ALLEN PARK, Mich. — DJ Chark knows what a mess looks like.
The 25-year-old speedy receiver lived through one last year with the Jaguars. An operation, torpedoed by Urban Meyer’s well-documented coaching collapse, that one veteran staffer labeled as the most toxic environment they’d seen in the NFL. That sentiment was shared by many, including plenty who opted to do so anonymously.
Chark put his name next to his words, though. He went on the record with The Athletic — calling Meyer out himself — explaining his disappointment over an experience that represented the opposite of what he wants out of football. And when he got off the plane in Detroit earlier this year and walked into Dan Campbell’s office for the first time, he couldn’t help but think he’d flipped his luck. Two days into his first training camp with the Lions, his tune hasn’t changed.
“It’s bigger than me (here), bigger than myself,” Chark said Thursday. “I like how these guys come to work every day, the professionalism around this building.”
He’s saying this about the Lions, folks. The Detroit Lions.
It’s two days into camp, no one has put any pads on and, lest anyone forgot, the Lions won three games last year. But when you listen to people like Chark — who has respect around the league as a hard-working, young, former Pro Bowler — say these things, the perspective is noted. It’s also important to note Chark is hardly the first player to say this. And while people usually like to make their bosses happy, these types of conversations feel a bit different than the standard hot air you get this time of year. They felt different last year, too.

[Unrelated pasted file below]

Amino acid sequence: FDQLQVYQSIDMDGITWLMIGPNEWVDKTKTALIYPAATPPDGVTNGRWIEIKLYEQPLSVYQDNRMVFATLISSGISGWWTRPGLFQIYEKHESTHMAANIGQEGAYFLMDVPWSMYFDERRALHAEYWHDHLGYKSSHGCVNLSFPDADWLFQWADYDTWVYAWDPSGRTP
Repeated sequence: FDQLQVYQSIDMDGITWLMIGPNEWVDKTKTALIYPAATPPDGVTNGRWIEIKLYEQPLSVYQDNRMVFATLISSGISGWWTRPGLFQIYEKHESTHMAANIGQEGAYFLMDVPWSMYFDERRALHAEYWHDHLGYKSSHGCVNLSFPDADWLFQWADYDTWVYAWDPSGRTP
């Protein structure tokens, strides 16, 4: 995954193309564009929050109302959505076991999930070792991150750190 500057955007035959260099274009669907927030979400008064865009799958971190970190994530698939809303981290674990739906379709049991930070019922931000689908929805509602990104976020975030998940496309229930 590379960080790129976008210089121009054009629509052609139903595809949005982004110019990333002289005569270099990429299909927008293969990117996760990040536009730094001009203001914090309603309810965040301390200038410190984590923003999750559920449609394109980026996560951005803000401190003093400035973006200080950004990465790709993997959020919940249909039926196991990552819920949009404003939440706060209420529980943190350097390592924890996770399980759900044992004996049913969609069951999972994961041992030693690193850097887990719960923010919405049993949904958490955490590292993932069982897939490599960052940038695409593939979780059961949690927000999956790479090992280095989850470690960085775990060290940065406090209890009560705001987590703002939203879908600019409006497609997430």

The attitude the Lions worked to build in year one was that of respect for the game, respect for the process and respect for each other. Crawl before you can walk, all that. The foundation has been built from how the Lions go about their business as a team — a group of professional, grown adults who aren’t hell-bent on sabotaging each other or asserting their dominance.
“One thing I appreciate about these guys, they’re never in the media focusing on being listed as a top 10 on ESPN or anything like that,” added Chark, who has also started to help mentor injured rookie wide receiver Jameson Williams.
“All we talk about is a standard we’re trying to set for each other.”
We’ll see how many more wins find their way to Campbell’s bottom line in year two. But it is impossible not to see the continued change in attitude — almost seismic in nature — two years after the end of the Matt Patricia era in Detroit. Patricia never spoke about the Lions’ history of losing, almost as if he was scared to attach it to his resume. Former general manager Bob Quinn was the same way. They’d talk about the Lions’ place in the history of the NFL, and how proud it made them to work for a franchise that began in the 1930s, but that’s as far as it ever went.
On Thursday, Campbell was blunt about how the history of struggle here motivates him. It’s why he took the job. He also noted how he and the front office work to find players — like Chark — who feel the same.
So far, so good. — Nick Baumgardner
Charles Harris is comfortable — but not complacent
When practice was over and players dispersed at their own pace, there was Charles Harris, over near the hill, getting some extra work in with the defensive line.
Lions defensive line getting some extra work in on the hill after practice pic.twitter.com/lYpJyQhT1L
— Colton Pouncy (@colton_pouncy) July 28, 2022